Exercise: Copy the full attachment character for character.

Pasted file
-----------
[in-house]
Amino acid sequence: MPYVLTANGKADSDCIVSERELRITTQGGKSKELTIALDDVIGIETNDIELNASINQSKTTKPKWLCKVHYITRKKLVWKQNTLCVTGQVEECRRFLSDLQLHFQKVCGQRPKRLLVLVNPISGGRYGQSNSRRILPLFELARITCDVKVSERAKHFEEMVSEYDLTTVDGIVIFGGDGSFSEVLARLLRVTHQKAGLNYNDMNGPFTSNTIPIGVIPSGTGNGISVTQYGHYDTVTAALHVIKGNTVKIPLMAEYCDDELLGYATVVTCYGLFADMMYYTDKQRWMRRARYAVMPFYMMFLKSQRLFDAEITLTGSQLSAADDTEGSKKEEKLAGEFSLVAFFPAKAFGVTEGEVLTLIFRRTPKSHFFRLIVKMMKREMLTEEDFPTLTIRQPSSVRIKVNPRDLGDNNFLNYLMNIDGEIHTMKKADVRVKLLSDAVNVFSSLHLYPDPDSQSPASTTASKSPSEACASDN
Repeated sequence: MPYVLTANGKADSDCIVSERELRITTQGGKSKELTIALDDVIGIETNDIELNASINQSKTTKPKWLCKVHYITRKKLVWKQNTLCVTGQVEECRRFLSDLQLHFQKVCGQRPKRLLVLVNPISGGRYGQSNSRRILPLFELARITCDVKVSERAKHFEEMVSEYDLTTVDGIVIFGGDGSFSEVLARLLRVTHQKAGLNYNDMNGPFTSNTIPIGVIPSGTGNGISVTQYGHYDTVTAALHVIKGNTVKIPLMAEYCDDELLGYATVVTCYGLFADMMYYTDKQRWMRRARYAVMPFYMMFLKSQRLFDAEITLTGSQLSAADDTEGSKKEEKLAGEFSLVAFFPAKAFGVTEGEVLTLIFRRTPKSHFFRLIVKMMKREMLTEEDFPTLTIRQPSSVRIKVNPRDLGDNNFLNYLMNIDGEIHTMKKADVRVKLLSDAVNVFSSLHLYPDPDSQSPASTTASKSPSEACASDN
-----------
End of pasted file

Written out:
[in-house]
Amino acid sequence: MPYVLTANGKADSDCIVSERELRITTQGGKSKELTIALDDVIGIETNDIELNASINQSKTTKPKWLCKVHYITRKKLVWKQNTLCVTGQVEECRRFLSDLQLHFQKVCGQRPKRLLVLVNPISGGRYGQSNSRRILPLFELARITCDVKVSERAKHFEEMVSEYDLTTVDGIVIFGGDGSFSEVLARLLRVTHQKAGLNYNDMNGPFTSNTIPIGVIPSGTGNGISVTQYGHYDTVTAALHVIKGNTVKIPLMAEYCDDELLGYATVVTCYGLFADMMYYTDKQRWMRRARYAVMPFYMMFLKSQRLFDAEITLTGSQLSAADDTEGSKKEEKLAGEFSLVAFFPAKAFGVTEGEVLTLIFRRTPKSHFFRLIVKMMKREMLTEEDFPTLTIRQPSSVRIKVNPRDLGDNNFLNYLMNIDGEIHTMKKADVRVKLLSDAVNVFSSLHLYPDPDSQSPASTTASKSPSEACASDN
Repeated sequence: MPYVLTANGKADSDCIVSERELRITTQGGKSKELTIALDDVIGIETNDIELNASINQSKTTKPKWLCKVHYITRKKLVWKQNTLCVTGQVEECRRFLSDLQLHFQKVCGQRPKRLLVLVNPISGGRYGQSNSRRILPLFELARITCDVKVSERAKHFEEMVSEYDLTTVDGIVIFGGDGSFSEVLARLLRVTHQKAGLNYNDMNGPFTSNTIPIGVIPSGTGNGISVTQYGHYDTVTAALHVIKGNTVKIPLMAEYCDDELLGYATVVTCYGLFADMMYYTDKQRWMRRARYAVMPFYMMFLKSQRLFDAEITLTGSQLSAADDTEGSKKEEKLAGEFSLVAFFPAKAFGVTEGEVLTLIFRRTPKSHFFRLIVKMMKREMLTEEDFPTLTIRQPSSVRIKVNPRDLGDNNFLNYLMNIDGEIHTMKKADVRVKLLSDAVNVFSSLHLYPDPDSQSPASTTASKSPSEACASDN